If you have any social media presence at all, it’s likely you heard about Cambridge Analytica recently, even if you simply scrolled by the mentions in your newsfeed. The story itself isn’t new. As far back as June 2014, an affiliate of Cambridge Analytica and Aleksandr Kogan’s Global Science Research firm were teaming up to harvest Facebook users’ data; by early 2016 the campaigns of multiple presidential hopefuls were signing up. It’s almost expected that politicians will need to use demographic data to sway fence sitters and turn out the vote (or to compel the other side to stay home).
What’s shocking to some, though, is how far Cambridge Analytica extended its tentacles into our personal information, and how the big data firm was so easily able to hack our hearts and minds. To peer into our psyches, all they had to do was ask. A great many people have taken those innocuous-looking “personality quizzes” to share their results with Facebook friends, but doing so means sharing your data, and often that of your friends, with the (potentially shady) companies that create the quizzes as a lure. And to use that data, relentlessly analyzed and mapped to electoral rolls, all they had to do was figure out what makes us tick, and spoonfeed us content designed to trigger our fears, preconceived notions, and confirmation bias.
The number of people whose data was allegedly scraped, analyzed, and used to trigger them into behaving as the paying customer would prefer, could be as many as 87 million. If we were talking merely about the proliferation of cute animal pictures, or even the kind of targeted ads that follow you across the internet trying to lure you into buying an item you already purchased, that would be no big deal. However, it’s worse than that. Cambridge Analytica and Facebook teamed up to manipulate our personal versions of reality and hack our political process, for money. In the process, they divided our country (and others), turning us further from each other. And yet we keep going back for more.
Social media, which started out as a fun toy and useful tool, is becoming a weapon. According to thinker Umair Haque, Facebook “makes us lonelier, dumber, meaner, more jealous, and unhappier.” Think about it. What causes us to ‘like’ or ‘share’ the fastest, bypassing our critical thought process? Anything that provokes outrage. Can we live in a state of fear and outrage more or less permanently without suffering real consequences, both personally and as a society? Unlikely. Facilitating our addiction and misery, though, is how Mark Zuckerberg became one of the richest men in the world.
It gets worse. One of Facebook’s more recently floated ideas was to connect social media profiles with sensitive health data obtained from hospital records. Ideally, it would help medical research (like the Cambridge Analytica data would only aid academic research?) and improve health outcomes. Even if this weren’t a giant HIPAA violation, would you trust this data not to fall into malicious hands? There are even allegations that the Facebook app can listen to people through their smartphones, even when they’re not engaging with the app at the time. (Facebook denies doing this.) How badly do you want strangers to figure you out who you are, for whatever purpose they like, and how much should they profit from hacking you?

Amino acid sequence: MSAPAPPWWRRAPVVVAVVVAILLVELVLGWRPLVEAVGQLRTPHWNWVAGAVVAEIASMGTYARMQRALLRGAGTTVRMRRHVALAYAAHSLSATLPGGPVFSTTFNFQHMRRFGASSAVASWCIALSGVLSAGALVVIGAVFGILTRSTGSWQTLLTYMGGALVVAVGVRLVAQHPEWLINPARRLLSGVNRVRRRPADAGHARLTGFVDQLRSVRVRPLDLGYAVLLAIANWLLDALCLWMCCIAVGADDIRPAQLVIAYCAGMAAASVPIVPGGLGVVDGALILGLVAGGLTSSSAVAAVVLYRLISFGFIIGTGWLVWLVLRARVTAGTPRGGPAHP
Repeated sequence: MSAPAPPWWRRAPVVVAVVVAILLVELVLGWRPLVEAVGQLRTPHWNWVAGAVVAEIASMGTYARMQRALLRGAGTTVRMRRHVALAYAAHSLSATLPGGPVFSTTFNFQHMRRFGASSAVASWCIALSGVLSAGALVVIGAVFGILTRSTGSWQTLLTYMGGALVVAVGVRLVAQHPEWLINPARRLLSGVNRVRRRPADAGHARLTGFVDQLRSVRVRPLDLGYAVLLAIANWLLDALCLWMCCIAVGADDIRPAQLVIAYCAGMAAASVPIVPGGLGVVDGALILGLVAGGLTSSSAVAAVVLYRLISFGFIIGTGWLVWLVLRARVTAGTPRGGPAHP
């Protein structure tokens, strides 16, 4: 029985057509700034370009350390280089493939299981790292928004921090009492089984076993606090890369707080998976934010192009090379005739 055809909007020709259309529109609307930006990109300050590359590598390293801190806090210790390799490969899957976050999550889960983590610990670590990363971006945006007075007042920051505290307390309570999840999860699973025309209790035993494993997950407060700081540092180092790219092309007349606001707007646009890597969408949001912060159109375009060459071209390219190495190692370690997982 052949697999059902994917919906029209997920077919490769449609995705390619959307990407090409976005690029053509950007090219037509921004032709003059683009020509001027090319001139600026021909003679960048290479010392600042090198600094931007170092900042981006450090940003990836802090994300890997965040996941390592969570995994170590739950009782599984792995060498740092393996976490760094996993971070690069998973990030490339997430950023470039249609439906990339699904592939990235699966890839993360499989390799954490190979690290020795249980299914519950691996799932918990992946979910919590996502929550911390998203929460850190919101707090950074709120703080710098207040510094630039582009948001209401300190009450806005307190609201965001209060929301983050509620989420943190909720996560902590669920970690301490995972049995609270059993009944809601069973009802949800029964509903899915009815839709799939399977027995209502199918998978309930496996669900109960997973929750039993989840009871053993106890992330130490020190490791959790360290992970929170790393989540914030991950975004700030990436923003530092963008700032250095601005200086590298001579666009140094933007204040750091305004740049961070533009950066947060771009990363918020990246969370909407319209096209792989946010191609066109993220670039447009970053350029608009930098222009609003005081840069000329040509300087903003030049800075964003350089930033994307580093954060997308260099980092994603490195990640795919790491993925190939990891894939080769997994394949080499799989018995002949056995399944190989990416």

There are remedies, but they may be too little, too late. If the Federal Trade Commission’s investigation finds that Facebook violated a 2011 consent decree requiring users to opt-in to sharing their personal data with outside parties, they could be fined up to $40,000 per violation. But let’s be honest here: sharing our data with paying customers is Facebook’s business plan, and it’s in their interest to make opting out as tricky and inscrutable as possible. After all, it’s only next month that Facebook will allow its American users to have the same kind of data protection options as they are obliged to supply for European users. Also, Facebook will soon require buyers of political ads to verify their identities, and Zuckerberg says he supports a Senate bill that would require internet-based political ads to follow the same disclosure requirements as those on broadcast TV. However, the horse is very much out of the barn on this issue, and the damage to our body politic will take years, maybe generations, to repair, if it’s ever repaired at all.
So, what can the newly Facebook-averse user do to limit their contribution to the carnage? There are a few options. If you want to continue using Facebook, you can try to give it less of your data by keeping your likes, shares, and follows to a minimum while avoiding the temptation to fill in all the personal data it asks for. Firefox users can employ a browser extension that prevents Facebook from tracking their actions anywhere on the web. (However, keep in mind that providing our data is how we “pay” for Facebook’s “free” service.) If you use Facebook as a major source of news content, consider setting up an RSS feed (they still exist!) and stocking it with interesting and relevant sources beyond what the Facebook algorithm thinks you should see. You may even want to leave the platform behind completely, if it lets you (which may be harder to achieve than one expects).
As the Cambridge Analytica “data breach” shows, any social media outlet has a real incentive to suck up our data for profit while externalizing the costs in the form of personal misery and social distrust. However, we found ways to keep in touch, read news and opinion, and enjoy cute animals before social media existed. Perhaps it’s time to find ways to relate to each other in healthier ways again. Our political system, and our country, may depend upon it.